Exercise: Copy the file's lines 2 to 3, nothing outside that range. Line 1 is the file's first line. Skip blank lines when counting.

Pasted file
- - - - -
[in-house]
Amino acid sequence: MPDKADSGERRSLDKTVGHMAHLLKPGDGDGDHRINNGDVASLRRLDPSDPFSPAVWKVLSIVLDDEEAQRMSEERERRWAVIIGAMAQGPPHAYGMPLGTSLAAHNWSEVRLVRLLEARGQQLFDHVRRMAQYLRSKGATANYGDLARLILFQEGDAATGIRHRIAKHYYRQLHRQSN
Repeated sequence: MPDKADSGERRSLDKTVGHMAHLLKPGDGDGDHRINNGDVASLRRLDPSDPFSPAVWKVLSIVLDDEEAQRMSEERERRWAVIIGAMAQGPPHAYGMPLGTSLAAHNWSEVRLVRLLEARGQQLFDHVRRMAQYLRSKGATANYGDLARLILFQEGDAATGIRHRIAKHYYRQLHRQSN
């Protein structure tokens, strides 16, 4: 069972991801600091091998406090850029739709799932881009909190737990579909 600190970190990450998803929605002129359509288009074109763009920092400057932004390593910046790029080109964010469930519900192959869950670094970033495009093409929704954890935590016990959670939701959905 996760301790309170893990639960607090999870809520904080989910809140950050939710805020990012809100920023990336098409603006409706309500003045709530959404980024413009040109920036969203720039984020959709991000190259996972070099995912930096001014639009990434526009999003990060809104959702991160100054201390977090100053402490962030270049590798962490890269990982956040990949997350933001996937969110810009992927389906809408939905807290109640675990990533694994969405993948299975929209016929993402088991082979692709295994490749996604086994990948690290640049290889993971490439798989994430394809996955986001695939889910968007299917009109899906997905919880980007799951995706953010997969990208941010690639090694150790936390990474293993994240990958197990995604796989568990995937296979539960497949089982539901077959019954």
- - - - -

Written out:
Amino acid sequence: MPDKADSGERRSLDKTVGHMAHLLKPGDGDGDHRINNGDVASLRRLDPSDPFSPAVWKVLSIVLDDEEAQRMSEERERRWAVIIGAMAQGPPHAYGMPLGTSLAAHNWSEVRLVRLLEARGQQLFDHVRRMAQYLRSKGATANYGDLARLILFQEGDAATGIRHRIAKHYYRQLHRQSN
Repeated sequence: MPDKADSGERRSLDKTVGHMAHLLKPGDGDGDHRINNGDVASLRRLDPSDPFSPAVWKVLSIVLDDEEAQRMSEERERRWAVIIGAMAQGPPHAYGMPLGTSLAAHNWSEVRLVRLLEARGQQLFDHVRRMAQYLRSKGATANYGDLARLILFQEGDAATGIRHRIAKHYYRQLHRQSN